Adam Mena netted a free kick in the 37th minute.

On The Clock With Adam Mena

Oct. 13, 2011

Senior midfielder Adam Mena been an impressive offensive force for the Notre Dame Fighting Irish men’s soccer team this season. The Holland, Mich., native leads the Irish in points scored with ten and assists with four. His three goals are second best on the team. Mena’s creativity and veteran leadership have been critical assets for the Irish as they have risen up the rankings to No. 11 in the country. Mena recently sat down with Tom McGuire of to tell us more about himself and his time at Notre Dame.

You’ve really come on strong lately as a goal scorer and attacker. How have you taken on this more attacking, creative role?
Well, I was really given that role by Coach Clark. He gave me the freedom to say `go for it’ and be aggressive. The coaches like my attacking and technical skills, and have given me the green light to use them.

What is your dream job?
My dream is to play professional soccer. I think that’s every college soccer player’s dream.

If you could trade places with your coach for a day, what would you do?
I’d do the exact same things he does. As we’ve seen, he puts things together very well, and that helps us play well. I would incorporate some more shooting drills though; those are always fun, and everyone always has a good time.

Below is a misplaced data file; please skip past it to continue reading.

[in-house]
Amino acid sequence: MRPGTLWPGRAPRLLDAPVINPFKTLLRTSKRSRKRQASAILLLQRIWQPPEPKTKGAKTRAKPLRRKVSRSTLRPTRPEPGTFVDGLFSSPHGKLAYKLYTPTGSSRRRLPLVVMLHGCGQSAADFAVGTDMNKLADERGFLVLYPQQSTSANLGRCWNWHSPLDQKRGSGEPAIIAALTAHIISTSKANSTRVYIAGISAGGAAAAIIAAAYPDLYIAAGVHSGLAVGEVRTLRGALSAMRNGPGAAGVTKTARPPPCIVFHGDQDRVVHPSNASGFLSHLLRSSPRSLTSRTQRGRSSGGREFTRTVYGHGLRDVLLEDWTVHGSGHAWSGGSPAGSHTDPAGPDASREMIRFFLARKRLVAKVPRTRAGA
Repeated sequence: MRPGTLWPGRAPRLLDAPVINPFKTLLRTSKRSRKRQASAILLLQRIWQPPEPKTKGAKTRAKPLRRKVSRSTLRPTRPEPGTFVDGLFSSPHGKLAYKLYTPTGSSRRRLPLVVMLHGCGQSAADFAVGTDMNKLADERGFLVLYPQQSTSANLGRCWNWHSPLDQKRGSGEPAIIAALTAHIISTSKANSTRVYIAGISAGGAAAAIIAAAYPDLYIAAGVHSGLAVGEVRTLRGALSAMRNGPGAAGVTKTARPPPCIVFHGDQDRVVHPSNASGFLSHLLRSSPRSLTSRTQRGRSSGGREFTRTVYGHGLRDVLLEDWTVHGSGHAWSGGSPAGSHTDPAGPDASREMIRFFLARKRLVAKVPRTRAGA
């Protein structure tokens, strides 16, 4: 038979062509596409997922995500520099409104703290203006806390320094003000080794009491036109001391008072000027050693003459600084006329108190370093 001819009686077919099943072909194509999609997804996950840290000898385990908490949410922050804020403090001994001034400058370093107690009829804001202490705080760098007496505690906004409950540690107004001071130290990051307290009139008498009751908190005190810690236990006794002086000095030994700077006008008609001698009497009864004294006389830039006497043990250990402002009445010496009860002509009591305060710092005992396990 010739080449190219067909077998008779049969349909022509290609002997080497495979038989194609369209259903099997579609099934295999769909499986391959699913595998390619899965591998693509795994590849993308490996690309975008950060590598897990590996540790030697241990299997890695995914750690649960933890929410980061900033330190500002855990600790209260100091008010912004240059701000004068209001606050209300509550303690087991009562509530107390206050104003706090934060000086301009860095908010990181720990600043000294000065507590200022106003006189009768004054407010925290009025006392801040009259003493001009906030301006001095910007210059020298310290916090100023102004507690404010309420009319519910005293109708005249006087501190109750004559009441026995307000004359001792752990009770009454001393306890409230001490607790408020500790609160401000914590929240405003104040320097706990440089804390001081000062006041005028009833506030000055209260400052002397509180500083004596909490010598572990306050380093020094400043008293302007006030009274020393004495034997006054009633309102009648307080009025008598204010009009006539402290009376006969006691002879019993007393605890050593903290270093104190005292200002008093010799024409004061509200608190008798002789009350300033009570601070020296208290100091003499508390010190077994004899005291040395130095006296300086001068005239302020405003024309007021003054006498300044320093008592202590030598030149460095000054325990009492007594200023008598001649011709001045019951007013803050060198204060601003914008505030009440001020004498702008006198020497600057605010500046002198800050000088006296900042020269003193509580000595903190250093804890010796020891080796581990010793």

What is your major and why did you choose it?
Psychology. I’ve always been interested in psychology. I also like that it’s a broader perspective. In case soccer didn’t work out, I can go into business, go to grad school, really do a variety of things.

What’s the hardest part of being a student-athlete at Notre Dame?
I think the hardest part is definitely the time management. You have to figure out exactly when to get your work done. It’s hard to fit in the amount of work you have with your tight schedule.

What is your favorite memory with your teammates?
My favorite memory with my teammates is getting to go paint-balling with them. That was really cool.

What are your goals for this season – both personally and for the team?
Personally, I just want to be a big factor in our team, help them win games. Of course I want to play professionally and things like that, but it’s more me contributing a lot to my team on the path to winning a national championship. That’s the ultimate goal.

If you could travel anywhere in the world, where would you go and what would you do?
I’d probably go to a tropical island somewhere — maybe somewhere like Fiji — and just be a beach bum for a while.

Who was your role model growing up? Why?
My father was my role model. He was a very disciplined, hardworking person. He grew up poor, and didn’t have many privileges as a child. He had to work for everything he got in life. He instilled a lot of that desire, discipline into me. That really helps me appreciate the little things in life.

If you could have dinner with anyone, dead or alive, who would it be?